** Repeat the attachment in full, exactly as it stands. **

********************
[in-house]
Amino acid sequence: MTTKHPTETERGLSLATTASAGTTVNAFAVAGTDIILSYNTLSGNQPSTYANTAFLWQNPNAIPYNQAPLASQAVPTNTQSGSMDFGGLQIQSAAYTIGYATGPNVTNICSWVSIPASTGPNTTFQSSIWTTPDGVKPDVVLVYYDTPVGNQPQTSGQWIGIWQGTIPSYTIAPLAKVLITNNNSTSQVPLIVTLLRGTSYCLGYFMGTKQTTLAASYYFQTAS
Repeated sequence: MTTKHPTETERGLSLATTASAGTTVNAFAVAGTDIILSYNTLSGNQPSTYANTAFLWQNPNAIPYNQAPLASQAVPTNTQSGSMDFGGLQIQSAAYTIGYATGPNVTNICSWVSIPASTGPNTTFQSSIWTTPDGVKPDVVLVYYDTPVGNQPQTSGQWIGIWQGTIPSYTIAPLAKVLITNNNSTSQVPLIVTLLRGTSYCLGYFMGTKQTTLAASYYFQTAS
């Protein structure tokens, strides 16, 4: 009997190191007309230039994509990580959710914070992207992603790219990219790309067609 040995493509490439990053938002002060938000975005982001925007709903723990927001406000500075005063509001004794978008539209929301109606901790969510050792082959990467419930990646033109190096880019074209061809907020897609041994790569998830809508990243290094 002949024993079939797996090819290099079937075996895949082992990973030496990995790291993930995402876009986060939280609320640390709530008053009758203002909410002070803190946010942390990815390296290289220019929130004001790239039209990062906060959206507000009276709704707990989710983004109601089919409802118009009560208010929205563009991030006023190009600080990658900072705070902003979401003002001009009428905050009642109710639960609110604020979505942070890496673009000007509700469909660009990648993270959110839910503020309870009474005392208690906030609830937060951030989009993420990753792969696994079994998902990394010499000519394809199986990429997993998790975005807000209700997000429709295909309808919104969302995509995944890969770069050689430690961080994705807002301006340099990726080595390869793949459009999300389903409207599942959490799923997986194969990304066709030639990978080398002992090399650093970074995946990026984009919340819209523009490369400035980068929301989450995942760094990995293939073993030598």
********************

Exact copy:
[in-house]
Amino acid sequence: MTTKHPTETERGLSLATTASAGTTVNAFAVAGTDIILSYNTLSGNQPSTYANTAFLWQNPNAIPYNQAPLASQAVPTNTQSGSMDFGGLQIQSAAYTIGYATGPNVTNICSWVSIPASTGPNTTFQSSIWTTPDGVKPDVVLVYYDTPVGNQPQTSGQWIGIWQGTIPSYTIAPLAKVLITNNNSTSQVPLIVTLLRGTSYCLGYFMGTKQTTLAASYYFQTAS
Repeated sequence: MTTKHPTETERGLSLATTASAGTTVNAFAVAGTDIILSYNTLSGNQPSTYANTAFLWQNPNAIPYNQAPLASQAVPTNTQSGSMDFGGLQIQSAAYTIGYATGPNVTNICSWVSIPASTGPNTTFQSSIWTTPDGVKPDVVLVYYDTPVGNQPQTSGQWIGIWQGTIPSYTIAPLAKVLITNNNSTSQVPLIVTLLRGTSYCLGYFMGTKQTTLAASYYFQTAS
């Protein structure tokens, strides 16, 4: 009997190191007309230039994509990580959710914070992207992603790219990219790309067609 040995493509490439990053938002002060938000975005982001925007709903723990927001406000500075005063509001004794978008539209929301109606901790969510050792082959990467419930990646033109190096880019074209061809907020897609041994790569998830809508990243290094 002949024993079939797996090819290099079937075996895949082992990973030496990995790291993930995402876009986060939280609320640390709530008053009758203002909410002070803190946010942390990815390296290289220019929130004001790239039209990062906060959206507000009276709704707990989710983004109601089919409802118009009560208010929205563009991030006023190009600080990658900072705070902003979401003002001009009428905050009642109710639960609110604020979505942070890496673009000007509700469909660009990648993270959110839910503020309870009474005392208690906030609830937060951030989009993420990753792969696994079994998902990394010499000519394809199986990429997993998790975005807000209700997000429709295909309808919104969302995509995944890969770069050689430690961080994705807002301006340099990726080595390869793949459009999300389903409207599942959490799923997986194969990304066709030639990978080398002992090399650093970074995946990026984009919340819209523009490369400035980068929301989450995942760094990995293939073993030598």